And to the extent to which your audience is like, yes, you're right. I should put my phone away. entitled is where you kind of pick, think of your audience as a container. You ask them to remove all distractions and just focus on you. The challenge of that is you can lose a lot of social capital if you're asking people to put their phones away and then you tell them something, they really don't think they need to know and they think, why are you wasting my time? . 

And in many ways, I think as we're moving into hybrid, If you have an organization that says everyone has to be face-to-face for this meeting, it's another type of entitled presence where you're trying to control how people are present. And people are driving along to get to town DC and they're stuck in a lot of traffic and they're thinking, why do I have to go here? And then they get they're frustrated and mad, and then you continue to waste their time. That's a huge risk to your social capital. that's entitled presence.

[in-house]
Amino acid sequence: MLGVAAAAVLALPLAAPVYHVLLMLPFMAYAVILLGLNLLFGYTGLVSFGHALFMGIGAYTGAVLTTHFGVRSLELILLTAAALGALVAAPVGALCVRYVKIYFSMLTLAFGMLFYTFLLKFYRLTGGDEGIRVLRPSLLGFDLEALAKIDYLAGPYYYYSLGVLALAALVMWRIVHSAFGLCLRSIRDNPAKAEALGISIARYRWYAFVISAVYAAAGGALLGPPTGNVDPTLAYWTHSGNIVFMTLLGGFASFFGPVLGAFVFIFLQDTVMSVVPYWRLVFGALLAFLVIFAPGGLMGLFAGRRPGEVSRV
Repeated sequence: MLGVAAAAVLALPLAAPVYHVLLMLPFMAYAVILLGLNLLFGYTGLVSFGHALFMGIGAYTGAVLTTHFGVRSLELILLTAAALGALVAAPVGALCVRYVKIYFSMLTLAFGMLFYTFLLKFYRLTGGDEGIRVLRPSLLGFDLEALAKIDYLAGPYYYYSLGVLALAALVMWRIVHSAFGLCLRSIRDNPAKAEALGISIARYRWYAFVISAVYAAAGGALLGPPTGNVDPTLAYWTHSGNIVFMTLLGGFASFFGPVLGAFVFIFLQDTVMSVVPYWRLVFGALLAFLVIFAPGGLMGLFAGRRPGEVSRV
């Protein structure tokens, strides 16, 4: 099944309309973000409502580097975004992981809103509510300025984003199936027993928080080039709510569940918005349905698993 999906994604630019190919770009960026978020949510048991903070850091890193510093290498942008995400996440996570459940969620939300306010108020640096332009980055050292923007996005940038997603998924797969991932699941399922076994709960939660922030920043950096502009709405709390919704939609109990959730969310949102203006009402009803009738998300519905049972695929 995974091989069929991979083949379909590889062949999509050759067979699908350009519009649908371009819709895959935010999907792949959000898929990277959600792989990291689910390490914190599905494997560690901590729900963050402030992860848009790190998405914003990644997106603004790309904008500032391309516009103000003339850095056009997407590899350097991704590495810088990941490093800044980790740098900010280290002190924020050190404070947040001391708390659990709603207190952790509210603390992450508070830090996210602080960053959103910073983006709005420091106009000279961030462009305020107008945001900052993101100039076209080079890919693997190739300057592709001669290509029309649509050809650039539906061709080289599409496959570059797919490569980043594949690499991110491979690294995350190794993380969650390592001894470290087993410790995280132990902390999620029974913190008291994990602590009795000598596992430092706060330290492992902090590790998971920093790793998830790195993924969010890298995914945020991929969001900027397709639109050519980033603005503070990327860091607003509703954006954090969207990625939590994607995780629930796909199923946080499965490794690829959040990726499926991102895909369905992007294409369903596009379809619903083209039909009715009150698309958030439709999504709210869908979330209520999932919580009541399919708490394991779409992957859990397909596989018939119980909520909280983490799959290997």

Competitive is kind of when you think of as, when you think about Dale Carnegie, as we had talked a little bit about, it's trying to influence people, persuasion, trying to understand your audience, using any strategy you can have on Aristotle talks about logos, pathos, ethos, is still very relevant today, and using those to try to engage your audience. And I have strategies for that in the book, which is basically helping do an effective presentation. 

And then finally, the last type of presence is invitational. Invitational is the presence that we have and we're not trying to persuade someone, not trying to persuade them to do something or influence them according to our message.